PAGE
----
Fund managers’ research firepower is now key to generating portfolio alpha, study shows
The quality of research skills among hedge funds and other investment managers is closely tied to their ability to generate alpha in portfolios, a new deep-dive industry study has found.
Inalytics, a UK-based research outfit that aims to identify and benchmark investment skills for institutional investors, probed the connection between research capability and alpha generation using its database of 370 active equity portfolios and 26 fixed income credit portfolios.
The study split the portfolios into two groups: those with positive and those with negative alpha. It tracked opening buys – the first time a manager adds a new stock to the portfolio – to measure the effectiveness of the research process, since they are the “purest way” to evaluate managers’ research processes, according to Inalytics.
Those portfolios which generated a post-trade return for opening buys of more than 5 per cent were “virtually assured” of outperforming the market. Some 82 per cent of positive-alpha portfolios had opening buys that outperformed over the following year, compared to just 42 per cent for underperforming portfolios.
The study noted that 58 per cent of portfolios with positive alpha had a hit rate – the percentage of opening buy decisions that generate a positive post-trade relative return – of more than 50 per cent. That meant that 58 per cent of those portfolios got the majority of opening buy decisions correct.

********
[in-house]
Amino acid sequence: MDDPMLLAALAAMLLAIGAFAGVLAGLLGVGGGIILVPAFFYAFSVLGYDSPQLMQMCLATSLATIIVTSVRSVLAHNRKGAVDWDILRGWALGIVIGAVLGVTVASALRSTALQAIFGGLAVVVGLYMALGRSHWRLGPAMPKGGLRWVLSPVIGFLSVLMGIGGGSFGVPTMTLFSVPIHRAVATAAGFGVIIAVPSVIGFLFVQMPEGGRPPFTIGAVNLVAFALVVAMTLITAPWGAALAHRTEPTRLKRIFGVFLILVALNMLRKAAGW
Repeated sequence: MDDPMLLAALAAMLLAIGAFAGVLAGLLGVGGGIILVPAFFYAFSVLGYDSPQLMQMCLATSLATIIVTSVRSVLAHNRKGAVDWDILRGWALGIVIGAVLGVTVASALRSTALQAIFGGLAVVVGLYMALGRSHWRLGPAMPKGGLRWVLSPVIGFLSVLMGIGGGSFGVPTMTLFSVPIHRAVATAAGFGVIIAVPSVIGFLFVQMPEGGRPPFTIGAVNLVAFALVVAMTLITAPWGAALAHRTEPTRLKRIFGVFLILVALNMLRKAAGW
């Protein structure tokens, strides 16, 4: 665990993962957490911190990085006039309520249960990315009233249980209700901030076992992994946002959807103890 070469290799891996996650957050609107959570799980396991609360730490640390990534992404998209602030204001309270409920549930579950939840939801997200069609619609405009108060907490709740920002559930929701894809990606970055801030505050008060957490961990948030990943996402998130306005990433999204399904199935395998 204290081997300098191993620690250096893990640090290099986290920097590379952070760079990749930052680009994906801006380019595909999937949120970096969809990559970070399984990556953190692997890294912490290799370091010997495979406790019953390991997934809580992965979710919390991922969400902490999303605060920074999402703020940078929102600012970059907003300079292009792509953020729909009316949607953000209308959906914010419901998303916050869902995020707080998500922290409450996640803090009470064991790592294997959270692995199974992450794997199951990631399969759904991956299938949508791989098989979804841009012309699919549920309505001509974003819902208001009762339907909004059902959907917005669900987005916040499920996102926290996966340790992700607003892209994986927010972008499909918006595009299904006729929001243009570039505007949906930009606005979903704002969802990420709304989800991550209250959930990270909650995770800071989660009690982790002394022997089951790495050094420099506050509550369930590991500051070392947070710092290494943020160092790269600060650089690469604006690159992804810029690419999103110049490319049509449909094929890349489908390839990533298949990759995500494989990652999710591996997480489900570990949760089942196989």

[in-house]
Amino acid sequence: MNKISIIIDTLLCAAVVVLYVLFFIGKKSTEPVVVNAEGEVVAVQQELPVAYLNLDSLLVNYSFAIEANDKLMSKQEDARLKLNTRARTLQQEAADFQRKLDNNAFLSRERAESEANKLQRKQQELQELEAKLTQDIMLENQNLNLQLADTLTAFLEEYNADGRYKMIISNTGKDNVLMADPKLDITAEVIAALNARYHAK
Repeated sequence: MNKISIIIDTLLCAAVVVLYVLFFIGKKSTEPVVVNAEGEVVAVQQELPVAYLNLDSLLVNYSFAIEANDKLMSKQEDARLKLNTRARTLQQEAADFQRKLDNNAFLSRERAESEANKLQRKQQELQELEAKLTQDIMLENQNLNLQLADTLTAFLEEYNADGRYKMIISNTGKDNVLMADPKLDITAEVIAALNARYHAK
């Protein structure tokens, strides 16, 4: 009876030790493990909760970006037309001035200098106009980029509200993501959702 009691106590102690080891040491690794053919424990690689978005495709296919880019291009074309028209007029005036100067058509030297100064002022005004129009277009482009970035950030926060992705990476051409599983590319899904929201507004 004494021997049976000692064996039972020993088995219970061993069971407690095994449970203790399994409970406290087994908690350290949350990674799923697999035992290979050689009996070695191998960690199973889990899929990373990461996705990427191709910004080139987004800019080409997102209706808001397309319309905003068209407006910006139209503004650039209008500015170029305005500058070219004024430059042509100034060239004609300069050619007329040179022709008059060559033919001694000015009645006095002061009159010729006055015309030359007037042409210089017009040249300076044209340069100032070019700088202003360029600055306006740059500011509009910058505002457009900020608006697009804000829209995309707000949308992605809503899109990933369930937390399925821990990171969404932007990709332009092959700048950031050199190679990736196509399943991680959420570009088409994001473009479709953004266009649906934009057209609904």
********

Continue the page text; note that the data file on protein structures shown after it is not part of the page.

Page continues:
In contrast, just 22 per cent among negative performers had a successful hit rate – a gap of more than two and a half times.
It also found that every additional 1 per cent relative return on opening buys was linked to a 34 basis points per annum increase in alpha.
Inalytics said the findings were consistent across portfolios, irrespective of geography, region, market capitalisation and style tilts, adding that a secondary study of 26 fixed income credit portfolios found similar results, “underlining the importance of research irrespective of asset class or market.”
Rick Di Mascio, CEO of Inalytics, said the results show a need for asset owners to understand and evaluate fund managers’ research processes as part of their due diligence and monitoring process, and the need for asset managers to develop a clear, consistent research process if they are to generate alpha.
The data also bring the importance of proprietary in-house research into sharp focus, he added, in light of “the relative demise of sell-side research.”
“These findings offer further evidence that research is at the foundation of the best investment processes and therefore at the core of any fund manager’s ability to generate alpha,” Di Mascio said.